The magnificent Cistercian Monastery of Alcobaça dominates the center of the town where lie the tombs of King Pedro and Ines de Castro, his murdered mistress. A UNESCO World Heritage site, the monastery kitchen has a stream purposely diverted to provide fresh running water as well as on open area large enough to take a whole ox for roasting. The grandeur of the Monastery reflects its rich cultural history yet the serenity within is remarkable.



Beyond being one of the most important and best loved surfing town, Peniche is also Portugal’s largest fishing port and an embarking point for the Berlengas nature reserve. Take a walk along the sea walls and you will see fisherman bringing their daily catch or simply enjoy harbour-side restaurants with fish grilled by the roadside.  The fort at Peniche became a prison during Salazar’s dictatorship and contains amazing reminders of difficulties experienced prior to the 1974 bloodless revolution- a must for history buffs.


Fátima holds immense spiritual significance as a major pilgrimage site for Catholics worldwide. Renowned for the Sanctuary of Our Lady of Fatima, the town commemorates the apparitions of the Virgin Mary in 1917. With its vast esplanade and Basilica of the Holy Trinity, Fatima stands as a sacred destination, attracting millions of pilgrims seeking solace and connection with their faith.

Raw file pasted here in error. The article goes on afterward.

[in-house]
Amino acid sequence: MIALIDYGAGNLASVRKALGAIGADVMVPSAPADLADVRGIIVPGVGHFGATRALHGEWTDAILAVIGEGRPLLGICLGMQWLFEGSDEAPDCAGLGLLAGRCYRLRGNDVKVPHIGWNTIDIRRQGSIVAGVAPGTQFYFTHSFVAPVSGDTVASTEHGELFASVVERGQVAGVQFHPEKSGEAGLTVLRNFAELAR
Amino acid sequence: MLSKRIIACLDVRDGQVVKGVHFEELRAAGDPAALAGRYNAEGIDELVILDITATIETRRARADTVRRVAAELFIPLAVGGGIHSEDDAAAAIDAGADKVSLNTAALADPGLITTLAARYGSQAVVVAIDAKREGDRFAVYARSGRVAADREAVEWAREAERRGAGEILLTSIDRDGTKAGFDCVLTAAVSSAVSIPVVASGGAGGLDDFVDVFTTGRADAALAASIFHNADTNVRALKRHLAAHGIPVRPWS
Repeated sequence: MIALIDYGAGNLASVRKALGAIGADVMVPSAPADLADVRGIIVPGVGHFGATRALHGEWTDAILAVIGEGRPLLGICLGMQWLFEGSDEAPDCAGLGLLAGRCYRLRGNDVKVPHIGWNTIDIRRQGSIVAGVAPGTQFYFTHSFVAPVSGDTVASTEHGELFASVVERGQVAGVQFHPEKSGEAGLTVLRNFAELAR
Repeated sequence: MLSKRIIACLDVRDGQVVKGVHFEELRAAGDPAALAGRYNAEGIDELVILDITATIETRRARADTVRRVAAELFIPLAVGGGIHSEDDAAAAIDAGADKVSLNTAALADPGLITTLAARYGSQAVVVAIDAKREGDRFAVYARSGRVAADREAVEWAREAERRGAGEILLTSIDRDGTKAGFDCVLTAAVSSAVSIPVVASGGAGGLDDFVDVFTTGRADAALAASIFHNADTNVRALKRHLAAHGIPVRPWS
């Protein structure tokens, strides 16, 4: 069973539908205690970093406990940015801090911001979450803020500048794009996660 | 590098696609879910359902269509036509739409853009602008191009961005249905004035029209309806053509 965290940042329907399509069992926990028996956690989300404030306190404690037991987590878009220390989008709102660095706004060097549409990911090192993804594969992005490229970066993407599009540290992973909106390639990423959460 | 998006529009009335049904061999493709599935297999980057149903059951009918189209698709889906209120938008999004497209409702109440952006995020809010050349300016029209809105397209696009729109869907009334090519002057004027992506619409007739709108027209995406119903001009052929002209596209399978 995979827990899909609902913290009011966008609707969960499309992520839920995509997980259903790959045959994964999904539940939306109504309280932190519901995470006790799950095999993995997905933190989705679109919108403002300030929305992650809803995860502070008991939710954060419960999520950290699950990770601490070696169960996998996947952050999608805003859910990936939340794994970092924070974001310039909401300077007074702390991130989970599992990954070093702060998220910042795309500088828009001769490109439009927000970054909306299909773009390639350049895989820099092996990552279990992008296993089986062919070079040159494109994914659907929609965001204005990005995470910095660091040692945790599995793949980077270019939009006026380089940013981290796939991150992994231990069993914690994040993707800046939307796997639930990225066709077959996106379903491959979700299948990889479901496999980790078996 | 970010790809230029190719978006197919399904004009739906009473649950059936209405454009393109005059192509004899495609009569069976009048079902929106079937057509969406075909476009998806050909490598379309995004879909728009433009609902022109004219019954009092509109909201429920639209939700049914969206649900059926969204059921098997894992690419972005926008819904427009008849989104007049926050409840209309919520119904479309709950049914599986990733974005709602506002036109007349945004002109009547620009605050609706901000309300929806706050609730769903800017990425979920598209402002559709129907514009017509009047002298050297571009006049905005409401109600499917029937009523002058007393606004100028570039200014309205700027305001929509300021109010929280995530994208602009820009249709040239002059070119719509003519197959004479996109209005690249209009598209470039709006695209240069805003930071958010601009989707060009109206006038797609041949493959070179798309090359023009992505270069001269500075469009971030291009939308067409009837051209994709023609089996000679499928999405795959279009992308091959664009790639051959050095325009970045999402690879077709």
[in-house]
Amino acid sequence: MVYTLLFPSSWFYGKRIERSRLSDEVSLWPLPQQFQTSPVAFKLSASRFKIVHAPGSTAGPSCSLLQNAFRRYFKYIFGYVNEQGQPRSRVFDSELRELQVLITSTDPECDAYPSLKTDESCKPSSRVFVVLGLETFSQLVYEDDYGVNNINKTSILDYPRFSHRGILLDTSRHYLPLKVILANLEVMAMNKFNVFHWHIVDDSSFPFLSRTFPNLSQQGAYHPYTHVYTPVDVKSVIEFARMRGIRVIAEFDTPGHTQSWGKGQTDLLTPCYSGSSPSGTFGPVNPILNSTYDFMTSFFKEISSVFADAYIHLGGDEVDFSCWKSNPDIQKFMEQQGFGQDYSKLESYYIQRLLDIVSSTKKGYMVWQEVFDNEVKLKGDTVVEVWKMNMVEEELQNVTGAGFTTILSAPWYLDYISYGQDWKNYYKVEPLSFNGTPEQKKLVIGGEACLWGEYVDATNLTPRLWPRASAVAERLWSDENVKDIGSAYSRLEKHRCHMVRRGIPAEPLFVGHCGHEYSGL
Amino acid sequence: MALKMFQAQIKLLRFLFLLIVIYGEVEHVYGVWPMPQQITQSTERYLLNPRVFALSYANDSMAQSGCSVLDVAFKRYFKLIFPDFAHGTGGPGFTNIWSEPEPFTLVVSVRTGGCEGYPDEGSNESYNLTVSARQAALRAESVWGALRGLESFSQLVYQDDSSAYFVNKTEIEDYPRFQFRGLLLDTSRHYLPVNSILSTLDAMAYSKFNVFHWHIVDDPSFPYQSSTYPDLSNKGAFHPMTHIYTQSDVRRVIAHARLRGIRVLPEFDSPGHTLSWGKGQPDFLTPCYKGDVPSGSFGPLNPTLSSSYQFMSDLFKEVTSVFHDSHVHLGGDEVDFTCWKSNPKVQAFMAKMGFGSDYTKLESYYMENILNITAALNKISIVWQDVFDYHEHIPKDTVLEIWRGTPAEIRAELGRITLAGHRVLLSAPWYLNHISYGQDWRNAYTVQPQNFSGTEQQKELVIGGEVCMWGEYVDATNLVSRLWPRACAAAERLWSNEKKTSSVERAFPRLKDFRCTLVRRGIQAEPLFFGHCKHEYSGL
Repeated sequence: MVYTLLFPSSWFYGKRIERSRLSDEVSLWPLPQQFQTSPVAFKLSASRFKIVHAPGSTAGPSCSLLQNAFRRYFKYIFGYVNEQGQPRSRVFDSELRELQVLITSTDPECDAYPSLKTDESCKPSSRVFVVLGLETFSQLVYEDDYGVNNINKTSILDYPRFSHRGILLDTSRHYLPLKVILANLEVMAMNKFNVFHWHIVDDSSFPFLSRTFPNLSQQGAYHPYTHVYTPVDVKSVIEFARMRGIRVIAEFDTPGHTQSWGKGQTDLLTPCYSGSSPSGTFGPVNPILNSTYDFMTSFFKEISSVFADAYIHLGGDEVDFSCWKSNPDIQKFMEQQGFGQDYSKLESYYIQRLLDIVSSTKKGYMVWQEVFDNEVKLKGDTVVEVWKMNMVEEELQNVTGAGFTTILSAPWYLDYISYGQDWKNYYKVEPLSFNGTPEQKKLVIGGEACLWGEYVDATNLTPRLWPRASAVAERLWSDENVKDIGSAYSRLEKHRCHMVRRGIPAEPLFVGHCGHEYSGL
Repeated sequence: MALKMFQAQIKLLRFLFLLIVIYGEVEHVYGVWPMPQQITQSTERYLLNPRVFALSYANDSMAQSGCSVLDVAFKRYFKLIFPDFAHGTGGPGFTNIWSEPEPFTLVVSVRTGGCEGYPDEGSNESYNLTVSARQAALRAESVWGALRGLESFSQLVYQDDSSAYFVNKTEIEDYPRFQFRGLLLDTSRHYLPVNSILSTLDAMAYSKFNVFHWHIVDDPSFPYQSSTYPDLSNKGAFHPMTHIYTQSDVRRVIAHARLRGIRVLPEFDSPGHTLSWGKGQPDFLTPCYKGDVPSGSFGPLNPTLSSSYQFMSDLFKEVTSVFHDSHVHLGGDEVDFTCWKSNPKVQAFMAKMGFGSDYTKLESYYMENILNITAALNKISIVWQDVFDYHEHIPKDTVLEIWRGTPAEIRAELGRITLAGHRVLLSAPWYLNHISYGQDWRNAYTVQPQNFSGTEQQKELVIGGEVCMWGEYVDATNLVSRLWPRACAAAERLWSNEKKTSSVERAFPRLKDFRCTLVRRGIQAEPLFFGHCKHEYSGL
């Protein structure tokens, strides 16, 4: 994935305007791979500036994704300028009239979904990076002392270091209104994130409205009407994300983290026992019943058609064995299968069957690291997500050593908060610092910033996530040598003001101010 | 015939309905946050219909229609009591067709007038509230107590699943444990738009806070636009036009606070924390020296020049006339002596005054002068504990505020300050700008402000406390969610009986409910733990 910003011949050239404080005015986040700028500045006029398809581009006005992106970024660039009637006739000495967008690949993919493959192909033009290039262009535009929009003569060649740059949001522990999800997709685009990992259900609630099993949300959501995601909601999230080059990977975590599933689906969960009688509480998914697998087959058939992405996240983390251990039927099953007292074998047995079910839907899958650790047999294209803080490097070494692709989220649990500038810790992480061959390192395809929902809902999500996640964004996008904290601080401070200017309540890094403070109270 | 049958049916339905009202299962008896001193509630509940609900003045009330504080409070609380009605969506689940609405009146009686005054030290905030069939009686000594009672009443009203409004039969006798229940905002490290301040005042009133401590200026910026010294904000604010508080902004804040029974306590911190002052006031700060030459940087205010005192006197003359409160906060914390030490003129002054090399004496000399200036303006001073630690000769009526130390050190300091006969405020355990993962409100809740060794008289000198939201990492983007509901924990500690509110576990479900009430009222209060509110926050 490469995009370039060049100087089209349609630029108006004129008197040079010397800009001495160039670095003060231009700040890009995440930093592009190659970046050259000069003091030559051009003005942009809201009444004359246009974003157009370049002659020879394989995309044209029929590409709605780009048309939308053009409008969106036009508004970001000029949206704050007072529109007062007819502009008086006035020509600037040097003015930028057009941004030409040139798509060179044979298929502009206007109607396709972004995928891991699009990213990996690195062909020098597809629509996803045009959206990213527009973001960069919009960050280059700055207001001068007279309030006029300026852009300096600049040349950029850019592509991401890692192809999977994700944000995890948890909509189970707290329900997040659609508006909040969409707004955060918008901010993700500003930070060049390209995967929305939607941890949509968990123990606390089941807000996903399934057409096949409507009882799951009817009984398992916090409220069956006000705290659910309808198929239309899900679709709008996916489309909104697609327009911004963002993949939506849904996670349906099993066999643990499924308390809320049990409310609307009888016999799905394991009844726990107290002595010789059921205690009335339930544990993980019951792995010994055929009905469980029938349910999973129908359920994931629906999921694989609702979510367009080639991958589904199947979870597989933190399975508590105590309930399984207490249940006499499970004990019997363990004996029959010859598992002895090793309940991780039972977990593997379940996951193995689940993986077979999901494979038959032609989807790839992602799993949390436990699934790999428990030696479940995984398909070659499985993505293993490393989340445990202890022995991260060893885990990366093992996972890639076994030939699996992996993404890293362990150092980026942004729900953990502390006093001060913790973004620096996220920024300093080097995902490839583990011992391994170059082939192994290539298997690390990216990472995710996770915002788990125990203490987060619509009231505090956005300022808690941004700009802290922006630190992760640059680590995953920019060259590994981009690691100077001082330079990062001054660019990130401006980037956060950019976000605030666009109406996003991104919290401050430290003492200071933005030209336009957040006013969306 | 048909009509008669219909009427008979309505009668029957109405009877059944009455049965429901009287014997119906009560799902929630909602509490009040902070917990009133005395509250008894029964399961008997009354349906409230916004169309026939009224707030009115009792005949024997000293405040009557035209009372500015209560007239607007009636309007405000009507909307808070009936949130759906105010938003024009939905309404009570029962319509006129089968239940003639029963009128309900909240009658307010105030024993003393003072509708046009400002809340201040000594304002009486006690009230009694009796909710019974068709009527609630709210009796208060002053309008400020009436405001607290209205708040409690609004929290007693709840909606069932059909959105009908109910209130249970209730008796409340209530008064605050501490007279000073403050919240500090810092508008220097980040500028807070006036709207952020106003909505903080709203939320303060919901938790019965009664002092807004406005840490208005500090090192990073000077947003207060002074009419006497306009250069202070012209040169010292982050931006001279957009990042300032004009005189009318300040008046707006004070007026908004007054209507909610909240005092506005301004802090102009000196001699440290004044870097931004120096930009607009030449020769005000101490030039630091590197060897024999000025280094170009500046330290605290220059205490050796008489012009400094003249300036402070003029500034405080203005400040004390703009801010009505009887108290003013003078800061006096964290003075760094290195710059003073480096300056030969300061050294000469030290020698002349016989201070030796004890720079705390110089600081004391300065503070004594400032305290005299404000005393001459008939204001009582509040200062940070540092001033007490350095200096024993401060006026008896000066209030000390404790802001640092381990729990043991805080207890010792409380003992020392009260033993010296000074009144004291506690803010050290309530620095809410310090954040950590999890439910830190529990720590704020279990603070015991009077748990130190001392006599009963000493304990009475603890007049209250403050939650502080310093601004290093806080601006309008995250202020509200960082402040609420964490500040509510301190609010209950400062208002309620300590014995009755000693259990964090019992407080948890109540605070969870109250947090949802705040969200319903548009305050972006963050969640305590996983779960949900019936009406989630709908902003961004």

The Abbey of Santa Maria da Vitória, is a UNESCO world-heritage site. Started in 1388, and added to and enhanced by various Portuguese Kings over these next two centuries the cathedral is an outstanding example of combined Gothic and Manueline architecture. Under its naves lies some of Portugal’s most historic personalities during that period including Prince Henry the Navigator who  explored the then unknown world.


Ericeira is a picturesque seaside town renowned for its laid-back atmosphere and world-class surfing. With charming cobblestone streets, colorful houses, and panoramic ocean views, Ericeira captures the essence of a traditional fishing village while embracing a vibrant surf culture. Surrounded by pristine beaches and dramatic cliffs, Ericeira invites visitors to enjoy its eclectic dining scene, great bars and its renowned surf.